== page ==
Did you know that drinking your tap water could increase your risk of cancer?
Contaminants found in California public water systems could be the cause of nearly 16,000 cases of cancer from drinking tap water over the course of a lifetime.
Health expert, Karen Owoc, is here to explain what’s lurking in the water you drink.
Researchers from the Environmental Working Group, an environmental advocacy group, evaluated nearly 2,800 different public water systems across the state of California. The researchers calculated cancer risk by evaluating the reported contaminant levels from 2011 to 2015.
The Three Key Contaminants Detected
- ARSENIC: Drinking water contaminated with arsenic attributed to most of the cancer risk, about 47% of estimated cancer cases.
- DISINFECTION BYPRODUCTS: About 33% of estimated cancer diagnoses was attributed to the byproducts of the chemicals used to disinfect the drinking water.
- HEXAVALENT CHROMIUM: About 16% of the cancer cases was the result of hexavalent chromium (chromium-6), the carcinogenic chemical that was featured in the 2000 movie “Erin Brockovich”.
Small Water Systems Carry the Highest Risk
The smaller utility systems carried higher risks because they don’t have the resources and economies to improve water quality. Even so, 43% of the larger utilities carried some of the higher cancer risks.
Is Bottled Water Better?
Tap water is often repackaged and sold as bottled water. Some states have stricter thresholds in place for tap than for bottled water.
According to the EWG, bottled water is no less polluted than tap water and several popular brands were found to be contaminated with arsenic above health guidelines.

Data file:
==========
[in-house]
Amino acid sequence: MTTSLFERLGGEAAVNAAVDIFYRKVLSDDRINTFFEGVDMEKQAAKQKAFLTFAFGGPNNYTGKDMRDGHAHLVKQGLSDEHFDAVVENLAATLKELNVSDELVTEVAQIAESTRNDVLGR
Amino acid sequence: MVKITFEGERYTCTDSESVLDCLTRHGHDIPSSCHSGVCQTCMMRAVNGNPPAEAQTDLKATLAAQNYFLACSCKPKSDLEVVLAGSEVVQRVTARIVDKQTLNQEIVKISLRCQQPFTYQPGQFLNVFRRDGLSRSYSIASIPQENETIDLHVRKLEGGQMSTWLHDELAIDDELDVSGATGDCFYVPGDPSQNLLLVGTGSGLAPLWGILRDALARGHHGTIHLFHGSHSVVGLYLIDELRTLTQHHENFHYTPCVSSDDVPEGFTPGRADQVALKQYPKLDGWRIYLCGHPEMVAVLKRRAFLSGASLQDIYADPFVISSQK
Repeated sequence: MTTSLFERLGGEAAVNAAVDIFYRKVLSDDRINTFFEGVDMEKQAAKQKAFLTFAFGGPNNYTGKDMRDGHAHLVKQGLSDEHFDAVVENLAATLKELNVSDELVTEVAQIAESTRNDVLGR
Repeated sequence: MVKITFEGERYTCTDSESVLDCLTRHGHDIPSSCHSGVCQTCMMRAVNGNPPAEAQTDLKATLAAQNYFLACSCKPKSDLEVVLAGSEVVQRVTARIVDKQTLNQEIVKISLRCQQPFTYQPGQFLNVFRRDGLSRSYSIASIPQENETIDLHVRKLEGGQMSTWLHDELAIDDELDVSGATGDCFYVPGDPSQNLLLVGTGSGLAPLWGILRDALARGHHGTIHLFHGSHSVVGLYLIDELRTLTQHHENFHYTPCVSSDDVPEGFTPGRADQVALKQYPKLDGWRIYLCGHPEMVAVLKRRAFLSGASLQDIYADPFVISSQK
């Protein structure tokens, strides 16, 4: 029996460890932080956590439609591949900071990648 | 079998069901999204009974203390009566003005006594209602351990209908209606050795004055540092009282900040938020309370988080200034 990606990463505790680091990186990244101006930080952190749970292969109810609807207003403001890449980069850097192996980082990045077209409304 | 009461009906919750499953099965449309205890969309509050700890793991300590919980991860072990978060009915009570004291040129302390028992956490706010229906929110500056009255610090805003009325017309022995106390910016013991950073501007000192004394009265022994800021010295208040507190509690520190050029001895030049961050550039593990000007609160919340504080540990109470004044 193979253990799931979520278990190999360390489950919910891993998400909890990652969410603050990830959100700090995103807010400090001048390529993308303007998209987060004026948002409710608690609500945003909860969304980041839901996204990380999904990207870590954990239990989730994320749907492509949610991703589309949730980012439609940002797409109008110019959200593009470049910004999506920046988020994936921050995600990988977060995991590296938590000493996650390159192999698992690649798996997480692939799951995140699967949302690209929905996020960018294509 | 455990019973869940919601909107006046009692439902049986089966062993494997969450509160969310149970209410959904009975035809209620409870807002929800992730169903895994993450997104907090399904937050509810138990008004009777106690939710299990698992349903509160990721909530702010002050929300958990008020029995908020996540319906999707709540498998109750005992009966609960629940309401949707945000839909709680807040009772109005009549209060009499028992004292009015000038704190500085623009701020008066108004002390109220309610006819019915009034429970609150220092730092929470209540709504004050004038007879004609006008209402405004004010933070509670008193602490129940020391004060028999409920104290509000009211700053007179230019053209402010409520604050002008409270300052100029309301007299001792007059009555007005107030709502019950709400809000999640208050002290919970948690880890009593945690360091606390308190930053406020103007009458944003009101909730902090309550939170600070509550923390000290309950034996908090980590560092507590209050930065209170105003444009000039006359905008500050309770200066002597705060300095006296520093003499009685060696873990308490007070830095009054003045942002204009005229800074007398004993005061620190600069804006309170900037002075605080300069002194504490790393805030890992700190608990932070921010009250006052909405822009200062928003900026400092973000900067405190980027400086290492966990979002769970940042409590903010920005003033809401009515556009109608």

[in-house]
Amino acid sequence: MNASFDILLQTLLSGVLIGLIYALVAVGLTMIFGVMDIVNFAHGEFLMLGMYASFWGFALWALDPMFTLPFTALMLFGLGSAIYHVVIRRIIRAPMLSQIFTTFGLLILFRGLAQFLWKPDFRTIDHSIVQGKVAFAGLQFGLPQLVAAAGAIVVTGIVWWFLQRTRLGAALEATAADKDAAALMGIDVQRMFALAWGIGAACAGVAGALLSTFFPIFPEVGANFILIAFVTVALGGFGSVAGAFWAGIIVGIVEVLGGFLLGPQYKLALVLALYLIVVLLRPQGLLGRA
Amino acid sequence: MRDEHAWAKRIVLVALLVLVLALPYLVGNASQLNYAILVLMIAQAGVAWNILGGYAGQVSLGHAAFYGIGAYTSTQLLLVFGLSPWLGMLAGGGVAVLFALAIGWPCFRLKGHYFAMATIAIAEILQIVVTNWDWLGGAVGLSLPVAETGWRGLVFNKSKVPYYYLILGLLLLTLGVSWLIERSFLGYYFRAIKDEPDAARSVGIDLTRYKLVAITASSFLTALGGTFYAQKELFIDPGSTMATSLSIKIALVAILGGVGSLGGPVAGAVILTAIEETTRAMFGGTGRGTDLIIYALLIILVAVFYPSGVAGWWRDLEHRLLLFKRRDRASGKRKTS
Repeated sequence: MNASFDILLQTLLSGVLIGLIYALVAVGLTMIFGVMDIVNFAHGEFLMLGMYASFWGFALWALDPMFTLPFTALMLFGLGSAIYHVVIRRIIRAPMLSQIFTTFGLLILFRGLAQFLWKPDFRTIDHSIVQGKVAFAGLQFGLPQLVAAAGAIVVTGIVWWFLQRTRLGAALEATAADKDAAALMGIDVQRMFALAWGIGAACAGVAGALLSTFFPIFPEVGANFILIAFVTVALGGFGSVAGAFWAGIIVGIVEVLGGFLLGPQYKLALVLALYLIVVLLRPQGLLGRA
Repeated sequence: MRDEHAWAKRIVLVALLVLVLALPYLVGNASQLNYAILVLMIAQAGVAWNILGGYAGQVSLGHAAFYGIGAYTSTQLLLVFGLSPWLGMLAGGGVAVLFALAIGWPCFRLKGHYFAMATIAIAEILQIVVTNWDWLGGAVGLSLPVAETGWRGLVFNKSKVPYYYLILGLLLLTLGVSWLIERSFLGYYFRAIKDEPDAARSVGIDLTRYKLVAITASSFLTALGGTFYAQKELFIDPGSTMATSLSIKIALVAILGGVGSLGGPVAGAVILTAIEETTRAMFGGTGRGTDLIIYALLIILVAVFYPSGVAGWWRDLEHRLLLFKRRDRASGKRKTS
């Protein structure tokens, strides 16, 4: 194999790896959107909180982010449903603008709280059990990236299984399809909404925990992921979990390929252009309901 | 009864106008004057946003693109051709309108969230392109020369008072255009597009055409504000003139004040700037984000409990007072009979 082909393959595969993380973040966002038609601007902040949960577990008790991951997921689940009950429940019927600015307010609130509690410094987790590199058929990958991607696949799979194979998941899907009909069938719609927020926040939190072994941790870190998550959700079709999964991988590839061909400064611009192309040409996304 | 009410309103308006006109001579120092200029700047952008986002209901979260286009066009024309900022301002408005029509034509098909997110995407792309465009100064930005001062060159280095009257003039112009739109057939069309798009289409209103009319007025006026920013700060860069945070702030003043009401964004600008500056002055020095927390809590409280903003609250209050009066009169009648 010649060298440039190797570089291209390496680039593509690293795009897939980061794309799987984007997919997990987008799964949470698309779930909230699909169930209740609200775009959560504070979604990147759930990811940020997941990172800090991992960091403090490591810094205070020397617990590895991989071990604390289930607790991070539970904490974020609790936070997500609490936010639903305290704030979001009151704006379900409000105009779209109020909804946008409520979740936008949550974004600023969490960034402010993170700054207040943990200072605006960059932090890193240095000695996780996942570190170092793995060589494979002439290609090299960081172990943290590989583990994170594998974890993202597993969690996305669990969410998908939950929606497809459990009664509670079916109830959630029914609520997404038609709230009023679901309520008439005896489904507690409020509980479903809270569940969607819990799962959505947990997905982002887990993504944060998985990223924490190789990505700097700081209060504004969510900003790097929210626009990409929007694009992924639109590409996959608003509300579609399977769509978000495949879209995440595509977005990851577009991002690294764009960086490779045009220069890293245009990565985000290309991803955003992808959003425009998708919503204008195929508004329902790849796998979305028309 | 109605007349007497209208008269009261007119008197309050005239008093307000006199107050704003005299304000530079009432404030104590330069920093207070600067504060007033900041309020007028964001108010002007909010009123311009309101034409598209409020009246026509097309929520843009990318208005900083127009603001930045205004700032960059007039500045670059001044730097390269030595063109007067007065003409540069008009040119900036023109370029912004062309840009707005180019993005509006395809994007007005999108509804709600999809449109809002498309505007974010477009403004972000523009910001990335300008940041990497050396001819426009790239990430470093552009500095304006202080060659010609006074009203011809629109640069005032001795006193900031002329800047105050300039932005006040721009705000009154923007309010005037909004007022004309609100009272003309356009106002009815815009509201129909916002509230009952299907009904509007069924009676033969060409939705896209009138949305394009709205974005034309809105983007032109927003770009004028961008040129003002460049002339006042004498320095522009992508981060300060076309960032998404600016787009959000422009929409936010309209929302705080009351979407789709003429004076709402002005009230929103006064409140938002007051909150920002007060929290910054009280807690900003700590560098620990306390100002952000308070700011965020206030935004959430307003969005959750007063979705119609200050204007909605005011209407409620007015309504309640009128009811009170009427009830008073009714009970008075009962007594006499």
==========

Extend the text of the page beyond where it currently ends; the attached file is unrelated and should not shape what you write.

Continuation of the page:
To name a few: Starkey (owned by Whole Foods), Crystal Geyser, Volvic.
Arsenic consumption over extended periods of time increases cardiovascular disease risk, can lower IQ scores in children, and cause certain cancers and health problems.
A study analyzed 259 bottled water and found:
- Plastic particles (twice as many in bottled water vs tap water)
- Microplastic contamination in 93%
- Industrial lubricants in 4%
Water Filters or Water Purification System
To reduce exposure to these contaminants, take steps to treat your water, but not all filters can reduce all contaminants.
First find out what’s in your water. Once you know what’s in your water, decide what contaminants you want to reduce, then compare options to treat your water, such as:
- Point-of-Use Filters: e.g., personal water bottles, pitchers, faucet mounts, under-the-sink systems, or refrigerator filters (Pitchers and faucet filters are the least rigorous at filtering out carcinogens and pathogens.)
- Whole-House Filters: e.g., water softeners, whole-house chlorine filters
The Takeaway: As a home consumer, take steps to filter your water. As a society, we need drive to prioritize how we manage our resources and this problem.
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